The rapid-fire price increases of the last several months finally hit a wall of market resistance last month. The respite may be temporary, however, until processors work off swollen resin inventories built up at the end of 1999.
While suppliers have slowed, rather than halted, efforts to raise prices of polyolefins and PS, they are having more success lifting tabs on PET, PVC, ABS, and polycarbonate.
Polyethylene prices dropped 1-2¢/lb across the board in December. Meanwhile, a 4¢/lb PE hike is still supposed to have gone into effect Jan. 1. It is not expected to have much effect before the first of this month, owing to 30-day contract-protection agreements.
Contributing factors: The 1-2¢/lb price drop before year's end was largely attributed to processors working off inventories. The anticipated prebuying fueled by Y2K concerns did not materialize. PE suppliers are still aiming to push through the first price hike of this year. It's billed as either a new 4¢/lb increase or a downward adjustment of the last 5¢/lb hike of 1999, which was never implemented.
At press time, a 1¢/lb increase was being sought for January ethylene contracts. However, some industry sources doubt the move will succeed, as feedstock prices have been dropping due to the generally mild winter so far.
The first PP price hike of the year (3¢/lb on Jan. 1), was not widely implemented last month. No supplier has rescinded the hike, so this month will tell more as to its fate.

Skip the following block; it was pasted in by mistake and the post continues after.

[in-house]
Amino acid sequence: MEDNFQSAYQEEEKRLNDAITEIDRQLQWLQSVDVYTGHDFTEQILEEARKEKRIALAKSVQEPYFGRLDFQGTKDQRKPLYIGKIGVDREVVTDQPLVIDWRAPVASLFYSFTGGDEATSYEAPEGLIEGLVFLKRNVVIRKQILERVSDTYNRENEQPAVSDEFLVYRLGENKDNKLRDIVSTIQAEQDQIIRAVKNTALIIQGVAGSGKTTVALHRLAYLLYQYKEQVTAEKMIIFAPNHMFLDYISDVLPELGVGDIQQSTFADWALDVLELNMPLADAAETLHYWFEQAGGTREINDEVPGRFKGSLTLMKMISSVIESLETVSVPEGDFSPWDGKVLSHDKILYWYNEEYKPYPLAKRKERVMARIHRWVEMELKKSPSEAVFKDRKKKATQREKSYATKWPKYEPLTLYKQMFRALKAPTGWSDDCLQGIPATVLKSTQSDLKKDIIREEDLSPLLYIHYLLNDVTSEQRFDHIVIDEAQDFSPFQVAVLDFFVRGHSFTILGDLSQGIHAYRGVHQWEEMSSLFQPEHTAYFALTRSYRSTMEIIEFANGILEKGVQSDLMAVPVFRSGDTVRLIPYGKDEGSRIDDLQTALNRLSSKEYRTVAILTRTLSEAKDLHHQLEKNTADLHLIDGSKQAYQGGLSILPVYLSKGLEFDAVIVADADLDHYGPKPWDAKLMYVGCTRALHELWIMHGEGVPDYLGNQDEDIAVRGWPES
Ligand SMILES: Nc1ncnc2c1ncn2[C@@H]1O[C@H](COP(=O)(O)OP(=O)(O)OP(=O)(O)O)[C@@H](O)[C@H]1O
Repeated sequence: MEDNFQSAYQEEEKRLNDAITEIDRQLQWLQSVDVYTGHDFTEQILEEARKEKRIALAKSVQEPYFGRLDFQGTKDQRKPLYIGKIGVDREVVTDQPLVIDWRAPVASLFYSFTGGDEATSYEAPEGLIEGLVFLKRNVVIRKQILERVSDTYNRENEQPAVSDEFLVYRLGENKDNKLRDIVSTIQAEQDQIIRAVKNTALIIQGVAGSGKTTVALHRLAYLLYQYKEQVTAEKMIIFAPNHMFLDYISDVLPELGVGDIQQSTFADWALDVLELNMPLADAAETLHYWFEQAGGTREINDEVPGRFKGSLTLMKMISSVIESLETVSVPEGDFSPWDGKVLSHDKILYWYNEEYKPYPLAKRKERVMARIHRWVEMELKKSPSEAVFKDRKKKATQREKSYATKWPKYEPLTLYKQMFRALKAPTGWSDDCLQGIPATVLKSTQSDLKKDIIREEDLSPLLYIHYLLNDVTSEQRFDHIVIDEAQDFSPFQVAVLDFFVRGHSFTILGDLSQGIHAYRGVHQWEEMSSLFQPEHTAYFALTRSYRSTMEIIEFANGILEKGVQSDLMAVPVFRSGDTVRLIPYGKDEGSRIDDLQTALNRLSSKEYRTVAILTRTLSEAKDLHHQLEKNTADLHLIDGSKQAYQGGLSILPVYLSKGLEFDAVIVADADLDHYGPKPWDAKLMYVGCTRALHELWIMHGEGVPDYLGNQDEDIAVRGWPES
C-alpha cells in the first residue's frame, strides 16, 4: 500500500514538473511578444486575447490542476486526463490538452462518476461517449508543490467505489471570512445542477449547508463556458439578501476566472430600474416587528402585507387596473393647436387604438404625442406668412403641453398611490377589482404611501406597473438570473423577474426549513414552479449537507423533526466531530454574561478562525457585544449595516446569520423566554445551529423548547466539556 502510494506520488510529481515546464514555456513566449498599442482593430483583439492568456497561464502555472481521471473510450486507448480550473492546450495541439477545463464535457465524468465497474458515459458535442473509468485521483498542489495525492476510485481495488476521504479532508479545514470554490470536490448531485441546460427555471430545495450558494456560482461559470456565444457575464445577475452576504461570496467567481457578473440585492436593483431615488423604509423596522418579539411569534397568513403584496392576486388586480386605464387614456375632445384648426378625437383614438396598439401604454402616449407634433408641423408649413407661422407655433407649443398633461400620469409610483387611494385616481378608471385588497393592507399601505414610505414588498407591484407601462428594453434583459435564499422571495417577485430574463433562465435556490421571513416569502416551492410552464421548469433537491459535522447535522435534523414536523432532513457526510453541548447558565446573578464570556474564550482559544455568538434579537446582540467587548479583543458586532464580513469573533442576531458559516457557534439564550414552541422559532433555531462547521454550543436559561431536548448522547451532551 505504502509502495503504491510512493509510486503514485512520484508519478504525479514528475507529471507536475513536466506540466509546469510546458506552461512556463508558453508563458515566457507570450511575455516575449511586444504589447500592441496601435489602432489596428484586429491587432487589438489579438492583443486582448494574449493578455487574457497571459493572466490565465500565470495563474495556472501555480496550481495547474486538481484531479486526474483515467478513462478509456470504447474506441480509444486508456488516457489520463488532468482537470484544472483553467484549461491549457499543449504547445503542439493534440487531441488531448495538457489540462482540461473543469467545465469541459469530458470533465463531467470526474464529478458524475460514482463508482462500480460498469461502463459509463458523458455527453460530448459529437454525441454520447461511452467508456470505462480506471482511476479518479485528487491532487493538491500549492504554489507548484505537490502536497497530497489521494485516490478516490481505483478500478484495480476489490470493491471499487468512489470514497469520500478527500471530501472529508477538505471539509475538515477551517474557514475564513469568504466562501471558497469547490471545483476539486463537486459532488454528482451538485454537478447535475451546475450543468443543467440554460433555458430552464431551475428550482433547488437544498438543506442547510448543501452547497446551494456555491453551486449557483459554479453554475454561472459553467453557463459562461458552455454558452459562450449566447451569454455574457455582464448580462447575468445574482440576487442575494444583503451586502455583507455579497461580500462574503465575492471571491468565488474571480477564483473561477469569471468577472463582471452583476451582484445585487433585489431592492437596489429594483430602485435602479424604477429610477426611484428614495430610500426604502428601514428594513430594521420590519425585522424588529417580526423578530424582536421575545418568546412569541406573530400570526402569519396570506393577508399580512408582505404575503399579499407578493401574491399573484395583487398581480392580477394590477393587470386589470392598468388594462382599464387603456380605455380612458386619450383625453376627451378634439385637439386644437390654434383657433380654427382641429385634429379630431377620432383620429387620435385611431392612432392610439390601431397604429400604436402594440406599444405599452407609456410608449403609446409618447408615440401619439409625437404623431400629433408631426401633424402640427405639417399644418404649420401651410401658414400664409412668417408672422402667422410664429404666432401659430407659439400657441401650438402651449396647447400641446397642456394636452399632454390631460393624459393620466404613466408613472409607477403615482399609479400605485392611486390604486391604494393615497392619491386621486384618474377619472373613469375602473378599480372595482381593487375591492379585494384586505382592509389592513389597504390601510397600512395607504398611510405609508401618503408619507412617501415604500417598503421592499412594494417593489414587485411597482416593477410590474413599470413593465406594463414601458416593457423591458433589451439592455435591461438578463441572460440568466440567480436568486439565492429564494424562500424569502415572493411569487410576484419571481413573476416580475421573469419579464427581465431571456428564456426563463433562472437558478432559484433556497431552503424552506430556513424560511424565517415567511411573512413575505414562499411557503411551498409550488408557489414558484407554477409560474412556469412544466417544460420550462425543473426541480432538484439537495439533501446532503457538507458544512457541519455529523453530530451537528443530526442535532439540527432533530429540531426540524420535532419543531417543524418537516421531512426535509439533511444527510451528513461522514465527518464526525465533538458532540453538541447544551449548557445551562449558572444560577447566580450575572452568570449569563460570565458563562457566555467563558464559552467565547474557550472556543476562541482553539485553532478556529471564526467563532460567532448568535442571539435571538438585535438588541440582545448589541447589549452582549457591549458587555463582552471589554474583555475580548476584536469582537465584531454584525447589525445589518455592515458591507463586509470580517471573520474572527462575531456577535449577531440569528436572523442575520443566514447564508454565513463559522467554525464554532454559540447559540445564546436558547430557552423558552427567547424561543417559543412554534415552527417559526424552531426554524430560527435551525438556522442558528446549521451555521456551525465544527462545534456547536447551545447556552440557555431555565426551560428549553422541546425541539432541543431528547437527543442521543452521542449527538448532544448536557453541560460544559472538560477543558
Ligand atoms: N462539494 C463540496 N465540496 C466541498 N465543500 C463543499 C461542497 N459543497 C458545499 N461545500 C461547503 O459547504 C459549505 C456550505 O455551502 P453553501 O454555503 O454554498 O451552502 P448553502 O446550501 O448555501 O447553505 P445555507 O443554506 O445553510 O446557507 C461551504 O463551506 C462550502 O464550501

Contributing factors: The hike is meeting a lot of resistance. Suppliers say they are responding to upward movement in propylene monomer prices. Polymer tabs stood only 10-11¢ above monomer in December, and suppliers would like to see margins closer to the historical average of 16¢.
Processors are reportedly paying 3¢/lb more for bottle-grade resin as a result of an industry-wide increase that took effect Jan. 1.
Contributing factors: The first PET price hike of the year comes unusually early. Such increases typically emerge in the first quarter for implementation in the second quarter when seasonal demand begins to peak. Despite projected demand growth of 18-20% this year, PET suppliers say their margins are still below reinvestment levels. They also project tighter supplies in the second quarter.
Price increases are on the way for ABS, polycarbonate, and ABS/PC blends. Dow will raise prices of ABS for pipe, fittings, and automotive uses by 5¢/lb on Jan. 17 and all other ABS grades by 7¢/lb on Feb. 10. GE Plastics posted a 7¢ increase on all its ABS resins for Jan. 17. Bayer will hike automotive grades 7¢ and other grades 8¢ on Feb. 1. BASF could not be reached for comment.
As for polycarbonate, GE, Bayer, and Dow announced 11¢/lb hikes for Jan. 17, Feb. 1, and Feb. 10, respectively. All three firms will also boost ABS/PC blends by 8¢/lb.
Shintech surprised the market in mid-January by announcing a 2¢/lb PVC increase for Feb. 1. That brings Shintech in line with other producers' 2¢ hikes that were dated Jan. 1 but would take effect Feb. 1 after 30-day price protection runs out.
Contributing factors: Several PVC processors say Shintech has dropped 30-day price protection from its year-2000 contracts and has offered to index prices according to a published benchmark. PVC prices are expected to go up this month, as processors seek to build inventories ahead of the spring construction season. Another reason for prebuying is that some resin-plant maintenance shutdowns are scheduled for March.
Polystyrene prices in mid-January were level with those of a month earlier. Previously announced hikes for Jan. 1 and 15 have turned into a 3¢ hike for Feb. 1, which will take full effect in March.
Contributing factors: January resin demand was seasonally slow, which was exacerbated by the fact that processors were still working off resin inventories they had built up in December ahead of price increases. Meanwhile, a 2¢ styrene monomer price increase was on the table for January, and producers have announced a further 4¢ hike for Feb. 1.